Filmmaker Gary Chong on the struggles of a chicken rice hawker…




Copy pasted post from Facebook Account of Gary Chong.

It is Day 11 of the Malaysian Movement Control Order (MCO) due to the Covid-19 pandemic, and I have a tale to tell. A tale unfortunately not borne out of fiction, but firmly rooted in a sobering reality.

This morning I experienced first hand, a distinct sector of society which has slipped under the radar. Or at least which has brought me to my knees in re-evaluating my role as a citizen in my community.

And that sector is our local neighbourhood coffee shop hawker and gerai makan.

11am: As the head of the household, I made my way out for a grocery run (as is what is allowed within MCO rules)

While driving, I passed one of my favourite local hawker coffee shops and unexpectedly saw that 3 hawker stalls were open. It was ages since I had a good greasy chicken rice meal so I proceeded to order from the chicken rice seller, 3 packets of chicken rice.

While going about his usual way of preparation, he started lamenting that his daily sales now is only around RM140 but he has to open shop from 7am-11pm.

To put it in a nutshell, He has to work 16 hours to just sell Chicken Rice and survive between rm100-180 a day. He continued that if business went on for 2 more weeks like this, he would go out of business.

His next response shocked me. He begged me to come back and buy from him for dinner…in which he then gave me extra meat in my packets, in the hopes that would seal the deal and I would come back that night.

It was at that moment I realized that yes, all sectors are hit badly because of this MCO (which is unavoidable and IMHO, a necessary long term manoeuvre) but the really small coffeeshop hawkers and gerais are at the most vulnerable.
I began a conversation with him and a few things which he pointed out, emphasized his hardship.

  1. He couldn’t go and register himself on an ecommerce site or platform due to him being illiterate and having near zero technological knowledge.
  2. He said he considered house delivery but delivery fees were at a minimum of RM5 so he couldn’t afford it and no customer would be willing to pay a jump of 200% for chicken rice.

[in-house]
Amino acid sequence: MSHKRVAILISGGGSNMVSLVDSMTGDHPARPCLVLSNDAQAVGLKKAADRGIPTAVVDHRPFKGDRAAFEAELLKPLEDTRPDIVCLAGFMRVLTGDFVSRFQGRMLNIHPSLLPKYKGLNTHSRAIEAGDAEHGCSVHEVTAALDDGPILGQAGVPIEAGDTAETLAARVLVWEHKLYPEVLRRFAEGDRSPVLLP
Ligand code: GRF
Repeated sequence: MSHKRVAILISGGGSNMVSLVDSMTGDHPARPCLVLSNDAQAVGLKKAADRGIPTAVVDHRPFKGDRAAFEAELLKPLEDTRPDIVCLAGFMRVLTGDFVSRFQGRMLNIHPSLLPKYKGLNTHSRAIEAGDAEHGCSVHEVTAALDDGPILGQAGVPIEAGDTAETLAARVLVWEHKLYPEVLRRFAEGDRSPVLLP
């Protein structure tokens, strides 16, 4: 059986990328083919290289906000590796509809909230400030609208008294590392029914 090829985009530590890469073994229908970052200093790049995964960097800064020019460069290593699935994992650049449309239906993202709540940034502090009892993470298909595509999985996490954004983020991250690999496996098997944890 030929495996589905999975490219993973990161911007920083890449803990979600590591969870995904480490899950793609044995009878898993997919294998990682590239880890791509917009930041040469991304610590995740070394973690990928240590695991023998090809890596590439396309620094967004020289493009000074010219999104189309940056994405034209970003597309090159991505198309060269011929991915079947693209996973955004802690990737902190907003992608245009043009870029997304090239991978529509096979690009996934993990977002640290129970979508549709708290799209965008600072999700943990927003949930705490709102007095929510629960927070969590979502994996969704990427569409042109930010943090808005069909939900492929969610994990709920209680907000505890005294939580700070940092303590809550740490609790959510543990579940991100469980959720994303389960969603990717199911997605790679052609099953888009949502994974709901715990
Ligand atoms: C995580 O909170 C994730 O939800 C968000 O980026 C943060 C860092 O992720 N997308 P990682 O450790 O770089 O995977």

3. He heard from people about the recent Economic stimulus and although he qualifies for some of the incentives, many hawkers like him, are not willing to contact the IRB due to various reasons because of a checkered past (perhaps certain troubled run-ins with the law) and warranted/unwarranted fear towards the government.
  4. Why did he have to remain open instead of staying home and waiting for this MCO to end? His response was akin to a traditional malay saying “kais pagi makan pagi, kais petang, makan petang”

I tried to persuade him to let me assist him financially or at least help him with some of the technology woes he had, but he kept deflecting and saying that my patronage of his business is good enough for him.

When he said that, I felt a wave of emotion sweep over me. One not just of guilt, but of shame because of my ignorance.

You see, my family and I have been very comfortable for the past 11 days, utilizing convenient delivery services such as Grab Food and FoodPanda everyday since MCO day 1.
We even enjoyed the occasional bout of home cooking and it was laughter around the house, while at the exact same time, there was an Uncle sitting in his chicken rice stall waiting 16 hours for a mere 10 customers per day.

8pm: I came back that night, bought half a chicken and slipped him an extra big note into his money tray without him noticing to try and appease my guilt but I think that is why I am compelled to write this.

For those of us who fall within the same scenario, where we are comfortable within our four walls , indulging in the diverse offerings of Grabfood/Foodpanda or even have been cooking at home the whole time during the MCO and trying out new bold recipes,
perhaps it is time to play our roles as citizens of our local communities, where we can show some love to our local hawkers who are stuck with no choice,
by helping them through this time of crisis by making it a point to “Tarpao” and “Bungkus” from them, besides also saying a prayer for them, because once this MCO ends, it would be a sad day for our community when we have to start having conversations as to whatever happened to our favourite chicken rice hawker stall down the street.

For those who already have been buying from your local hawkers, I applaud you 👏🏻👏🏻👏🏻

For the rest of us, perhaps we could practice these steps:

  1. As a family, pick out your regular hawker stall around your neighbourhood.
  2. Get your head of the household to swing by and check whether they are open during one of his/her grocery runs.
  3. If they are open, drop by and buy some breakfast, lunch, dinner.
  4. Give them a little bit of encouragement by having some small talk or conversation with them to brighten up their day.



I did not upload a picture or information of the real chicken rice hawker stall or the owner’s face due to his request, in which he only asked me to share his plight and the plight of other hawkers like him to let the world know the seriousness of this situation on ground

Your single action today, albeit how small your takeaway order might be, will be able to alter the course of destiny for each of these hawkers who in this period of distress, need us to show our solidarity as Rakyat Malaysia and practice the evergreen and holy virtue of “Loving Your Neighbour”.


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